The article somehow manages to wax agnostic about the merits of living with the contradictions of the above statement.

Stephanie Mueller, press secretary for the U.S. Department of Energy, issued a statement after Monday’s meeting leaving no doubt about Chu’s interest. “Secretary Chu believes that the FutureGen proposal has real merit,” Mueller said. “In the coming weeks, the department will be working with the Alliance and members of Congress to strengthen the proposal and try to reach agreement on a path forward.”

If the project is revived, it will have plenty of company internationally. Three similar IGCC projects figure among a dozen schemes that European leaders last month deemed eligible to compete for €1 billion in stimulus funds set aside to support commercial-scale application of CCS in coal-fired power plants. Of those projects, six will be selected to receive funding. Meanwhile, a consortium of Chinese power generators has initiated construction of the GreenGen project, which was inspired by FutureGen.

I cringed repeatedly about Obama’s invocation of cc on the campaign trail; it sounded exactly like the dreamy sort of pandering with which his critics have tried to paint him, to little effect thus far. But here comes the administration again, continuing to strike a serious posture with an expensive, non-serious solution.

The idea of outfitting new coal-fired power plants with carbon storage and sequestration technology should be a minimal point of entry into our energy supply; that the coal industry can and does tout this as the next greatest thing speaks to bar height for the industry and the candle power of politicians as much as anything. As we have said, the cheapest power plants are the ones we don’t have to build. Measures to flatten demand should at least accompany gargantuan efforts to make a dirty power clean.

And even on 4/1 this is not a joke.

FlimFlam alert

This editorial from the LAt brings up an interesting situation that we’re already in, as the EPA leans toward issuing a ruling on whether greenhouses gases are a danger to public health. If they do, which they are likely to, it will lead directly to some forms of preliminary carbon dioxide regulation. It’s going to be difficult and people are going to be screaming; driving a car is going to get more expensive when everything else already is. But is it the end of the world? That’s an interesting question.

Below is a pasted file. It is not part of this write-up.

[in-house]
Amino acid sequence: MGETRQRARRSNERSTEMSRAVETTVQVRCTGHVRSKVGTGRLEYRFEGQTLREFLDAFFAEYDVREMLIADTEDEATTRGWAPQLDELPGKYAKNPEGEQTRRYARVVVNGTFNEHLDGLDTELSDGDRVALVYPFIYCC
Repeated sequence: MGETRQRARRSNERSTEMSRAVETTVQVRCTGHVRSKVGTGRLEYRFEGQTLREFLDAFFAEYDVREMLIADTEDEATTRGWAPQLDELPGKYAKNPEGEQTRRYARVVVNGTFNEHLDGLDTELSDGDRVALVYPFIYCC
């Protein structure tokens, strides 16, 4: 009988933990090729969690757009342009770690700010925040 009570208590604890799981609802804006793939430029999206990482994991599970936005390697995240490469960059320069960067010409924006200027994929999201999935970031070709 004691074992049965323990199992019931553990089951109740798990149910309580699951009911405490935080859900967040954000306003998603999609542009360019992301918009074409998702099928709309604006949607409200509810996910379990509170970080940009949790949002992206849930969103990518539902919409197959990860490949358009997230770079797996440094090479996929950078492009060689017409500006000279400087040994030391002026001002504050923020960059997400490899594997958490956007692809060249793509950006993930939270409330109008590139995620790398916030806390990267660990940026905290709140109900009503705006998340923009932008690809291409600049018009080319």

Firmly focused on the downside is the U.S. Chamber of Commerce, which has long argued that a climate-change crackdown would devastate Main Street America, imposing costly permitting requirements on such facilities as schools, hospitals and office buildings. Reacting to news of the pending EPA finding, chamber officials are even claiming that it would undermine President Obama’s economic stimulus package because infrastructure projects to be built with the money would be delayed by reviews of their impact on greenhouse gases.

Not really. The EPA finding would apply only to emissions from vehicles. If the agency does find that they endanger the public, it would add urgency to a process that’s already underway to toughen fuel-efficiency standards. Eventually, it might also lead to regulation of emissions from other sources, particularly power plants. But that’s years away, and onerous rules for schools and offices are unlikely. As for the stimulus money, most or all will be spent by the time the EPA gets around to regulating new construction.

It’s already really expensive to drive a car, only we don’t count all of the negative externalities as costs. These would include, of course, tailpipe emissions but also everything from the human design fiasco that is our highway-connected suburbs to the strips of fast-food joints that line them to the talk radio poison we self-inject sitting in so much traffic everyday. This is to say nothing of the wars and armaments necessary to safeguard said sources of earlier-described dangers to public health. No hyperbole is necessary to see all the ways we could begin to change how we live just by taking their real costs into account – not to mention, as the editorial does, the costs of doing nothing.